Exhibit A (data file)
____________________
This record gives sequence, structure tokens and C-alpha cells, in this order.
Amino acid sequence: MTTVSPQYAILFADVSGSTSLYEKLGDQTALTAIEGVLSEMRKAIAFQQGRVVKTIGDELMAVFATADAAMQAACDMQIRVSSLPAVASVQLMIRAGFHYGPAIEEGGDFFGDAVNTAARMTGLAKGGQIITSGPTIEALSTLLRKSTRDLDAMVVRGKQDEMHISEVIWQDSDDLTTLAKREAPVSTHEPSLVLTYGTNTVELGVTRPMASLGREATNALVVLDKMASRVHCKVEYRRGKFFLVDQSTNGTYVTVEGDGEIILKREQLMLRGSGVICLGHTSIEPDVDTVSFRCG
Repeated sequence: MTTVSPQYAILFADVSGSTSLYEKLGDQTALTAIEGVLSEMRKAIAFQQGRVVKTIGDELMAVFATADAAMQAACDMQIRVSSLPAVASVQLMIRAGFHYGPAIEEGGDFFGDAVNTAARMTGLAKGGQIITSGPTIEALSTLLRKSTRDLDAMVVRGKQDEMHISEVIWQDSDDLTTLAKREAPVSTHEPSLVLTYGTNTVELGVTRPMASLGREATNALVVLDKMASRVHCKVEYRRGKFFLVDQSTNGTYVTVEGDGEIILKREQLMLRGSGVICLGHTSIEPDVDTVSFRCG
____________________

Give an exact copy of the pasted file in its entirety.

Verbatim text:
This record gives sequence, structure tokens and C-alpha cells, in this order.
Amino acid sequence: MTTVSPQYAILFADVSGSTSLYEKLGDQTALTAIEGVLSEMRKAIAFQQGRVVKTIGDELMAVFATADAAMQAACDMQIRVSSLPAVASVQLMIRAGFHYGPAIEEGGDFFGDAVNTAARMTGLAKGGQIITSGPTIEALSTLLRKSTRDLDAMVVRGKQDEMHISEVIWQDSDDLTTLAKREAPVSTHEPSLVLTYGTNTVELGVTRPMASLGREATNALVVLDKMASRVHCKVEYRRGKFFLVDQSTNGTYVTVEGDGEIILKREQLMLRGSGVICLGHTSIEPDVDTVSFRCG
Repeated sequence: MTTVSPQYAILFADVSGSTSLYEKLGDQTALTAIEGVLSEMRKAIAFQQGRVVKTIGDELMAVFATADAAMQAACDMQIRVSSLPAVASVQLMIRAGFHYGPAIEEGGDFFGDAVNTAARMTGLAKGGQIITSGPTIEALSTLLRKSTRDLDAMVVRGKQDEMHISEVIWQDSDDLTTLAKREAPVSTHEPSLVLTYGTNTVELGVTRPMASLGREATNALVVLDKMASRVHCKVEYRRGKFFLVDQSTNGTYVTVEGDGEIILKREQLMLRGSGVICLGHTSIEPDVDTVSFRCG